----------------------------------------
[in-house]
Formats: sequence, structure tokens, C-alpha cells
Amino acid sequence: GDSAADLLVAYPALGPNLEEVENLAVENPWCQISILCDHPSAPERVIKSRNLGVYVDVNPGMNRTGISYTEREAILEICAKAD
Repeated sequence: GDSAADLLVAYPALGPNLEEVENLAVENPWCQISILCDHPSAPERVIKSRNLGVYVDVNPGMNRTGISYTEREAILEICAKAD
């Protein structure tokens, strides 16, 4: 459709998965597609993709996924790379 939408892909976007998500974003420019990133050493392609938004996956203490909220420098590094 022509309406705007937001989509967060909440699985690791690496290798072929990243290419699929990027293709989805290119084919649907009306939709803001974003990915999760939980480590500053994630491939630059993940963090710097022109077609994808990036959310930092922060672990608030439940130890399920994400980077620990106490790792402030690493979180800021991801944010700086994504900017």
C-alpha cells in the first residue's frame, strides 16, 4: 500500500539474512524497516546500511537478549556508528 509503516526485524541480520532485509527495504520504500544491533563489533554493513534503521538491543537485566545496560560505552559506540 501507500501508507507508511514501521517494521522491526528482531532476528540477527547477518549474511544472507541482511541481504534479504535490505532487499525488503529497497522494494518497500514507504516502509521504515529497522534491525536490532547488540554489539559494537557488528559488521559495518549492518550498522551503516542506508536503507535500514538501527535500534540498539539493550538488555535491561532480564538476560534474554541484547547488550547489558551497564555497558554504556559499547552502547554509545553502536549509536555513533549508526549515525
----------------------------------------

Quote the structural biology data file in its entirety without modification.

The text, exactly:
[in-house]
Formats: sequence, structure tokens, C-alpha cells
Amino acid sequence: GDSAADLLVAYPALGPNLEEVENLAVENPWCQISILCDHPSAPERVIKSRNLGVYVDVNPGMNRTGISYTEREAILEICAKAD
Repeated sequence: GDSAADLLVAYPALGPNLEEVENLAVENPWCQISILCDHPSAPERVIKSRNLGVYVDVNPGMNRTGISYTEREAILEICAKAD
């Protein structure tokens, strides 16, 4: 459709998965597609993709996924790379 939408892909976007998500974003420019990133050493392609938004996956203490909220420098590094 022509309406705007937001989509967060909440699985690791690496290798072929990243290419699929990027293709989805290119084919649907009306939709803001974003990915999760939980480590500053994630491939630059993940963090710097022109077609994808990036959310930092922060672990608030439940130890399920994400980077620990106490790792402030690493979180800021991801944010700086994504900017």
C-alpha cells in the first residue's frame, strides 16, 4: 500500500539474512524497516546500511537478549556508528 509503516526485524541480520532485509527495504520504500544491533563489533554493513534503521538491543537485566545496560560505552559506540 501507500501508507507508511514501521517494521522491526528482531532476528540477527547477518549474511544472507541482511541481504534479504535490505532487499525488503529497497522494494518497500514507504516502509521504515529497522534491525536490532547488540554489539559494537557488528559488521559495518549492518550498522551503516542506508536503507535500514538501527535500534540498539539493550538488555535491561532480564538476560534474554541484547547488550547489558551497564555497558554504556559499547552502547554509545553502536549509536555513533549508526549515525